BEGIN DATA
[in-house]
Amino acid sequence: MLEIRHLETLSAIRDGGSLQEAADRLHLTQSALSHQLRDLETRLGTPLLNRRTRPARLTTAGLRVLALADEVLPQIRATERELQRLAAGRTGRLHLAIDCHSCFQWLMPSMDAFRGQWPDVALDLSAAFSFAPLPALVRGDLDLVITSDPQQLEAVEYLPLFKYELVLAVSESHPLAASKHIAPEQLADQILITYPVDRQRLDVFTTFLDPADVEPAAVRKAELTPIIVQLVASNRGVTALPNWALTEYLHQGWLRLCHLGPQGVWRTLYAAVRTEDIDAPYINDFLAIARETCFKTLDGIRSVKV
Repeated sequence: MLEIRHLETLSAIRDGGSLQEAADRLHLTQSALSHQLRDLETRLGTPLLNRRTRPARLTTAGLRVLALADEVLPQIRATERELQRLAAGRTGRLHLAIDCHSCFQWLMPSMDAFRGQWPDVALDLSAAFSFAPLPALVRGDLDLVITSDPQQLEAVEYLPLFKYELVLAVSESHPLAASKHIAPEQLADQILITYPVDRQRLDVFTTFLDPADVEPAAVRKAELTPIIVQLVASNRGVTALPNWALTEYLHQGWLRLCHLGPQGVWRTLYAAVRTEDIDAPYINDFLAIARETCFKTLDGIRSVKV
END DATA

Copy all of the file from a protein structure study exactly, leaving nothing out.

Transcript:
[in-house]
Amino acid sequence: MLEIRHLETLSAIRDGGSLQEAADRLHLTQSALSHQLRDLETRLGTPLLNRRTRPARLTTAGLRVLALADEVLPQIRATERELQRLAAGRTGRLHLAIDCHSCFQWLMPSMDAFRGQWPDVALDLSAAFSFAPLPALVRGDLDLVITSDPQQLEAVEYLPLFKYELVLAVSESHPLAASKHIAPEQLADQILITYPVDRQRLDVFTTFLDPADVEPAAVRKAELTPIIVQLVASNRGVTALPNWALTEYLHQGWLRLCHLGPQGVWRTLYAAVRTEDIDAPYINDFLAIARETCFKTLDGIRSVKV
Repeated sequence: MLEIRHLETLSAIRDGGSLQEAADRLHLTQSALSHQLRDLETRLGTPLLNRRTRPARLTTAGLRVLALADEVLPQIRATERELQRLAAGRTGRLHLAIDCHSCFQWLMPSMDAFRGQWPDVALDLSAAFSFAPLPALVRGDLDLVITSDPQQLEAVEYLPLFKYELVLAVSESHPLAASKHIAPEQLADQILITYPVDRQRLDVFTTFLDPADVEPAAVRKAELTPIIVQLVASNRGVTALPNWALTEYLHQGWLRLCHLGPQGVWRTLYAAVRTEDIDAPYINDFLAIARETCFKTLDGIRSVKV